Five ways to have fun on a paddle board in Puerto RicoTuesday, November 15, 2016 Surfing and Kitesurfing by Pamy Rojas
A “dead sea” with calm waters for SUP yoga or a rippled ocean for SUP surfing, at Puerto Nuevo beach in Vega Baja there are many options for a stand-up paddle board fans of all ages. Surrounded by high rocks that form a sort of a bay, this place is the most popular spot among locals..
The beach, at the end of Route 686, is one of the most beautiful and pristine seashores of Puerto Rico. The small coastal town of Vega Baja, in the north of Puerto Rico, is a hidden treasure that only locals know of. The temperatures on the island range from 24°C to 29°C (75-85°F), all year round, which makes it perfect to go to the seaside anytime.
1. Cruising on a paddle board in Puerto Rico
When I started paddle boarding a few years ago, I was with my nieces who were twelve years old at that time. SUP cruising to one of the big rocks that surrounds the Vega Baja beach was an activity that they enjoyed. It was a very pleasant excursion because, since we were all learning how to paddle, we would just kneel for a while on the board or hop off to go for a swim. Once we got to the huge rock, we would climb and jump from there. Cruising is an awesome way to introduce someone to this sport and especially if there is a family of various ages involved.
2. SUP Touring
The big rocks that surround one part of the beach make the place perfect for SUP touring because it’s like a lagoon most of the year. Early in the morning, minutes before sunrise, I’d paddle from my house to the beach. The journey takes a few hours; the long distance allows me to workout. Also, I can see the sunrise and watch the marine world from above. The water is so clear that I’ve been lucky enough to catch a glimpse of sea turtles passing by my side. At that moment I stopped paddling for a minute to watch the turtle elegantly moving across the water. SUP touring is a perfect way to connect with nature: the sound of the oar as it splashes softly in the ocean; the sea breeze as it caresses my body; the sunny sky as it darkens my skin; and the pure essence of the salt water.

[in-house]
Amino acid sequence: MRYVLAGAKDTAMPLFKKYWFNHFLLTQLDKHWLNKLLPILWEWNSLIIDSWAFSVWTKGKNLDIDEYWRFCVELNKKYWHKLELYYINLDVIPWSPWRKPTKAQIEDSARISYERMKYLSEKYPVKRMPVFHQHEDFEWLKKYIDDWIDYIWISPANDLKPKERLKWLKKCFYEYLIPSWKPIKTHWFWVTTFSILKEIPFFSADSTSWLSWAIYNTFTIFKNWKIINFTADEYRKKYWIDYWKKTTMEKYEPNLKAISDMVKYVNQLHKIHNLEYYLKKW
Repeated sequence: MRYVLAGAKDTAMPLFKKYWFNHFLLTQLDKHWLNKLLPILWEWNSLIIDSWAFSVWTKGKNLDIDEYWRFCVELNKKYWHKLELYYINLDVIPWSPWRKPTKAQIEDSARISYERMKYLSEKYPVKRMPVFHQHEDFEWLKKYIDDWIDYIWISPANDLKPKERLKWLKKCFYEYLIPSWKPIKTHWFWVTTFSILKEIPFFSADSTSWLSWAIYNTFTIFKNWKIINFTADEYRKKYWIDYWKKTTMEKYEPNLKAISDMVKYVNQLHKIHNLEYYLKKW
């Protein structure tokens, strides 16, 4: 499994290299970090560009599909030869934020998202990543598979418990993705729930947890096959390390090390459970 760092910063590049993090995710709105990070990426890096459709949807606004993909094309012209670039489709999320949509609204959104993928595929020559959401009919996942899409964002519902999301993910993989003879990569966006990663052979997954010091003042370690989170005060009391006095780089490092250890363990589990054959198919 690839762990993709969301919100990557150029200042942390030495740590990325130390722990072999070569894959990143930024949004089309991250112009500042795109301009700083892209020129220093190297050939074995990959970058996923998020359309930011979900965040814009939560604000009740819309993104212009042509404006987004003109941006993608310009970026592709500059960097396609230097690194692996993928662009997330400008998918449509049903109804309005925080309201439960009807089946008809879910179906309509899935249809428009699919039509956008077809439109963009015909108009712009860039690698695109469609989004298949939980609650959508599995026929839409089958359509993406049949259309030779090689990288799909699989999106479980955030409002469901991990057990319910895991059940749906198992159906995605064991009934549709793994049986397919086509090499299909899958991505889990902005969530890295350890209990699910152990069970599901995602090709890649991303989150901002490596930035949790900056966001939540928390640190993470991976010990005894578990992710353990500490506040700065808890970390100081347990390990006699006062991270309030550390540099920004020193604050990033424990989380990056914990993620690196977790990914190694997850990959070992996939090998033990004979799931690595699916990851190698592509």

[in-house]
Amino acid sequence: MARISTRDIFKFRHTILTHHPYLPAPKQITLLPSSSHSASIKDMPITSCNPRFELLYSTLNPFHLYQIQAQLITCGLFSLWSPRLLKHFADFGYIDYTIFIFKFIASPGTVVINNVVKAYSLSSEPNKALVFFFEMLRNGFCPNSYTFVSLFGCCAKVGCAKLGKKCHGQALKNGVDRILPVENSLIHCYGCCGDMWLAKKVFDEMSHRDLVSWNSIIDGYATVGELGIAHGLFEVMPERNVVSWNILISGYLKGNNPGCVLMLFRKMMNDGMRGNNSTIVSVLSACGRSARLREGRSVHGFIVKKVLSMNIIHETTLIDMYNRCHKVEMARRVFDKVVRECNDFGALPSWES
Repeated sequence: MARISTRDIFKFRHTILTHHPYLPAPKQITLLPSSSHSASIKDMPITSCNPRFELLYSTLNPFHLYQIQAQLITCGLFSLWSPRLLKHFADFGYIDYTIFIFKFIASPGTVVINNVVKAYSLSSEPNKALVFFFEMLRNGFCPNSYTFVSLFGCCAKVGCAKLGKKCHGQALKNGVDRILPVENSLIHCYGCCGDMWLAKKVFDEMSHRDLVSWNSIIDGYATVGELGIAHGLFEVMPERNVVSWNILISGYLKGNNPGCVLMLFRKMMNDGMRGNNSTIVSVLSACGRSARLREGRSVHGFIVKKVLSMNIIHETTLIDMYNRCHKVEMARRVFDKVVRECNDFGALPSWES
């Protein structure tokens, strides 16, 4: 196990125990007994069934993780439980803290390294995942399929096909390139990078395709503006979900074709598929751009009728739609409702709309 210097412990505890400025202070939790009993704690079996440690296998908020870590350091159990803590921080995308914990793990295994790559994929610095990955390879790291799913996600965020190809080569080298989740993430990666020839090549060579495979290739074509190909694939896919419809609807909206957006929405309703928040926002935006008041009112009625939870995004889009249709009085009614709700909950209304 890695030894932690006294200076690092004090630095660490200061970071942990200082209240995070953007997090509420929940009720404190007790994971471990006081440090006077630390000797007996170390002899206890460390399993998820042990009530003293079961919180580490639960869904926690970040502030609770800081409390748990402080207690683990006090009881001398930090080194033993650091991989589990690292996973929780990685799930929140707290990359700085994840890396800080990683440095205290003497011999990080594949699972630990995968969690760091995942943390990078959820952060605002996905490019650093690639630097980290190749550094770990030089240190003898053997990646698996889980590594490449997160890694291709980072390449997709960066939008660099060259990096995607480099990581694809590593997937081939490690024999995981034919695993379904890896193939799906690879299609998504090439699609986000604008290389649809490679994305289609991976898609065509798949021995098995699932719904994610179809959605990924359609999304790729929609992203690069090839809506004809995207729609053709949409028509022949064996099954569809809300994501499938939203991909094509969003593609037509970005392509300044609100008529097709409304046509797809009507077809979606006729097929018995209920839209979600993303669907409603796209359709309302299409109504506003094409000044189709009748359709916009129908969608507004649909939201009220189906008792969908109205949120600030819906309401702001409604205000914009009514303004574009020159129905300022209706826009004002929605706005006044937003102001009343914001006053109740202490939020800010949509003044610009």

3. SUP Yoga
It’s a challenge. I’ve practised yoga on the mat for a long time, but doing it on a paddle board demands a lot more balance, core strength, and concentration. I’ve tried SUP yoga in the “dead sea” where water is very calm; it’s like paddling in a lagoon. That area on the beach is also shallow, and the water is warm. The Warrior and the Headstand pose are the ones that I found difficult, but they add intensity to my practice. The Boat Pose, the Downdog, and Malasana are easier to do. One of the postures that I enjoy a lot is Savasana. Lying on the board, relaxing in the Sun, flowing with the water movement, and feeling the breeze is quite an experience.
4. SUP Surfing
There’s an area between two of the big rocks where my brother went SUP surfing. Since he used to surf, he started SUP surfing very easy and naturally. From my board at a fair distance, I watched him getting on the waves quickly and surfing smoothly through them. He told me that since he had the paddle to move it was easier to catch the waves. Also, the higher vantage point of the SUP board gives a better vision of the approaching waves. That’s what my brother tells me; I haven’t tried SUP Surfing yet.
5. SUP Fishing
When I was growing up, I used to see fishermen go out to the sea, past the big rocks, in their wooden boats to fish very early in the morning. Now when I go SUP touring there’s another very different panorama: young men standing on their boards very close to the rocks, looking down the clear ocean with their fishing rods. Like SUP surfing, fishing from a paddleboard also gives a position from where they can spot the fish underwater.
After doing so much exercise, the Puerto Rican fritters can be a good option to add some calories to the body. In almost every corner: bacalaítos (cod), meat alcapurrias and the great marlin bites, are sold. For the thirst, have some coconut water.